"The biggest games of the year last year were games like GTA and they came from an independent publisher," Nintendo of America senior VP of marketing George Harrison told news agency Reuters. "We need to make sure that we have good relationships with all the independent publishers, because you never know where the next big hit game is going to come from."
"Before our royalty rate was a little more aggressive so to the third party publisher it was a little less attractive to make games for GameCube," he confessed. The new royalty rate structure, which came into effect in March, is thought to make the Cube third party software business much more competitive with its rivals - although publishers and developers may still baulk at developing exclusives for a system with a low installed base.
There's also the small matter of the amount of time it takes a game developer to create a game; it's very difficult for a publisher to react quickly to this sort of price structure change by Nintendo, particularly as many studios will be in the middle of developing games for other consoles at present. Even if publishers consider Nintendo's new deal to be hugely attractive, it could be a year at least before the GameCube software market starts to benefit from it.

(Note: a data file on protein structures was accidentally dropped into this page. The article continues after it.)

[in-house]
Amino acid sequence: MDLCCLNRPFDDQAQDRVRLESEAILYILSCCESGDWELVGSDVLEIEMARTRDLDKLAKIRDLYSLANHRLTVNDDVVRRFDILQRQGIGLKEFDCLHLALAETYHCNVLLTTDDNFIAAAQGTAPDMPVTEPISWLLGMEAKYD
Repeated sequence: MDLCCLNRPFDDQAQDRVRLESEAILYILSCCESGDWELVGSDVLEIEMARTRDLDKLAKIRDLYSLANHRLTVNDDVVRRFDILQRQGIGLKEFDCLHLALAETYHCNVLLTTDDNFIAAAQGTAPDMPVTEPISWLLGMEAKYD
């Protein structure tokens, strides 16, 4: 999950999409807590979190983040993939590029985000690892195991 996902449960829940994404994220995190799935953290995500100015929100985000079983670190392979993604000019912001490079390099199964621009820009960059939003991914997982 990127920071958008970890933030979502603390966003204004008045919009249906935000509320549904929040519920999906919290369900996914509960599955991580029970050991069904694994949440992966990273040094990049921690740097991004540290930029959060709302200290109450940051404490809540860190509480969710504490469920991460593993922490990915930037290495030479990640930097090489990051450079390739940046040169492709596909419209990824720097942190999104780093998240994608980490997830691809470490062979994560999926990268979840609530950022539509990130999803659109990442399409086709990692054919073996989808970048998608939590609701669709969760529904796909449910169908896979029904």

Nintendo's newfound focus on third party software will be further in evidence at E3 in May, where the company plans to place significantly more emphasis than usual on third-party developers and titles. "Games from Namco and Sega and Capcom... we think are going to be just as important in helping to sell our hardware system this year as much as our own games," according to Harrison.